James 3:9-10 “With the tongue we praise our Lord and Father, and with it we curse men, who have been made in God’s likeness. Out of the same mouth come praise and cursing. My brothers this should not be.”
I have a dear friend who got me thinking last week about infectious attitudes. She did this through an event she recapped in the funniest way. I asked her permission to share her story with you, because I think, like me, you just might relate. This is how she told it.
“Katie, you’re going to die when I tell you what I did the other day. I’m so embarrassed over what happened that I don’t even want to tell you. (She certainly had my attention now – she continued) I was driving morning carpool, enjoying the ride and talking with my son, when it happened. I made a turn from a stop sign, and as I turned, I noticed an older gentleman walking his dog in the middle of the other lane. As I got closer to him, I could see he noticed me as well, because he was screaming at me to slow down and obnoxiously waving his hands to emphasize his anger with me. As I passed by, completely annoyed at the ugliness I had just witnessed, I couldn’t help myself – I had to turn around and give that man a piece of my mind. After all, I wasn’t speeding, and he was walking in the middle of the road! As I rolled down my window to make him see the error of his ways, my plan backfired. Embarrassingly enough, we ended up having a shouting match with absolutely no resolution. As I drove away from him, I was so mad at myself for turning around! I should have let it go. But, I didn’t! Instead, I let his mean get all over me!”
Can you relate? Oh, how I can! I loved her analogy “I let his mean get all over me!” Have you ever let someone’s mean get all over you? I have many times. It’s certainly not something I’m proud of, it’s just the truth. As a result of my retaliations, I always had regrets. Regret for not holding my tongue. Regret for not having self-control. Regret for not honoring my heavenly Father with my actions. It reminds me of James’ words, “If anyone considers himself religious and yet does not keep a tight rein on his tongue, he deceives himself and his religion is worthless…With the tongue we praise our Lord and Father, and with it we curse men, who have been made in God’s likeness. Out of the same mouth come praise and cursing. My brothers this should not be” (James 1:26, 3:9-10). No, it should not be. Mean for mean is unspiritual. But, how do we fight our flesh? Simply put, as followers of Christ, we must be willing to accept the offenses of others with humility and silence our precious pride.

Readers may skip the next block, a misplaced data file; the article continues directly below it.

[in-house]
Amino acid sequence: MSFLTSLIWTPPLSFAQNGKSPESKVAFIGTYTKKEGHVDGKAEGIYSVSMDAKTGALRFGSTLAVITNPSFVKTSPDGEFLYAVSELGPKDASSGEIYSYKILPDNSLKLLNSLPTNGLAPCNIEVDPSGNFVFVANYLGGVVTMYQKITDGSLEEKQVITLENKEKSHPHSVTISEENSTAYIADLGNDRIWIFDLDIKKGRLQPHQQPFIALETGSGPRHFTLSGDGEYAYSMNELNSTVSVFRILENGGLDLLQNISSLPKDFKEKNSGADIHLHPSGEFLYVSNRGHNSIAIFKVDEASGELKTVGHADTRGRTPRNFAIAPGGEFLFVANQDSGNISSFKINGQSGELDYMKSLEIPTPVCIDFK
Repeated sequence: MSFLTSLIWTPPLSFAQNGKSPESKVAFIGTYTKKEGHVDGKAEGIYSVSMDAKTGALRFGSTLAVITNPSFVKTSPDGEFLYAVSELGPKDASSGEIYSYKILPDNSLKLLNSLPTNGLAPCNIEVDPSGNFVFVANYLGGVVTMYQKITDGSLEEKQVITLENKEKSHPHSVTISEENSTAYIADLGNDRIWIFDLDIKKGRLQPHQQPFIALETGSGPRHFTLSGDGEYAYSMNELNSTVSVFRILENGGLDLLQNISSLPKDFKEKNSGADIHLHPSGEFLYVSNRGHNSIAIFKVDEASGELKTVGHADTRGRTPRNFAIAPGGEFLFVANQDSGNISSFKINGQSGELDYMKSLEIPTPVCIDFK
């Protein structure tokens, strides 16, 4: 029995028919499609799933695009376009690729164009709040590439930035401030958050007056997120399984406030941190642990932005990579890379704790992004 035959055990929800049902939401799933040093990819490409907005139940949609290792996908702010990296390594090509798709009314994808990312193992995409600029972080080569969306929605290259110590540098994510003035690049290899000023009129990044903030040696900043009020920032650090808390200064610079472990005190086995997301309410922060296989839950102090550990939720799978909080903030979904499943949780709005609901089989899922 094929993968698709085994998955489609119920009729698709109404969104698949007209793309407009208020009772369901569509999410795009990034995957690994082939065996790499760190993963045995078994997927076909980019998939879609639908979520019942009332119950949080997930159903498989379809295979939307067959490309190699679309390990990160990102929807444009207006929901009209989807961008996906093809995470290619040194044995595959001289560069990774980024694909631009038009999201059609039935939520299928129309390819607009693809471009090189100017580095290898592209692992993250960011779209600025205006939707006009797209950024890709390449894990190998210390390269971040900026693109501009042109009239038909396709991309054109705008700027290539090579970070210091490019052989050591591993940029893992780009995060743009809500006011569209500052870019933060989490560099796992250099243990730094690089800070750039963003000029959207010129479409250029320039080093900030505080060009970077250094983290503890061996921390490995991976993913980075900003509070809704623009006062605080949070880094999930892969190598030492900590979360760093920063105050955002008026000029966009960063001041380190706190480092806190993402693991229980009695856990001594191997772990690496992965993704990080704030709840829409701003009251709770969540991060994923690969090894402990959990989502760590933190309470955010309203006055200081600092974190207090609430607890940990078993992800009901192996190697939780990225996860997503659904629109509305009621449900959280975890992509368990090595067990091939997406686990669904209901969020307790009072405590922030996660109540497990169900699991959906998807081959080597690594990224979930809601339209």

In the Gospels, Jesus tells us to love our enemies, to pray for those who persecute us, and to treat others as we would have them treat us. It’s radically different from what our society tells us to do! When we are offended we must be willing to turn the other cheek and stand with Jesus. Please know, this is not a weak form of complacency. It’s a strong, self-determined, God-motivated love for Christ. Can you imagine the impact we, as Christians, could have on our culture if we truly practiced everything Jesus preached? Our Christ-like attitudes just might become contagious!
This week I challenge myself and each of you in the body of Christ to start a revolution. “Clothe yourself with compassion, kindness, humility, gentleness, and patience” (Col. 3:12). “Rid yourself of anger, rage, malice, slander and filthy language from your lips” (Col. 3:8). Immerse yourself in His word which breeds wisdom that is “pure, peace-loving, considerate, submissive, full of mercy and good fruit” (James 3:17). In doing so, you just might infect someone’s attitude with the life-giving Spirit of Christ.
Until next week, striving to start a revolution…Katie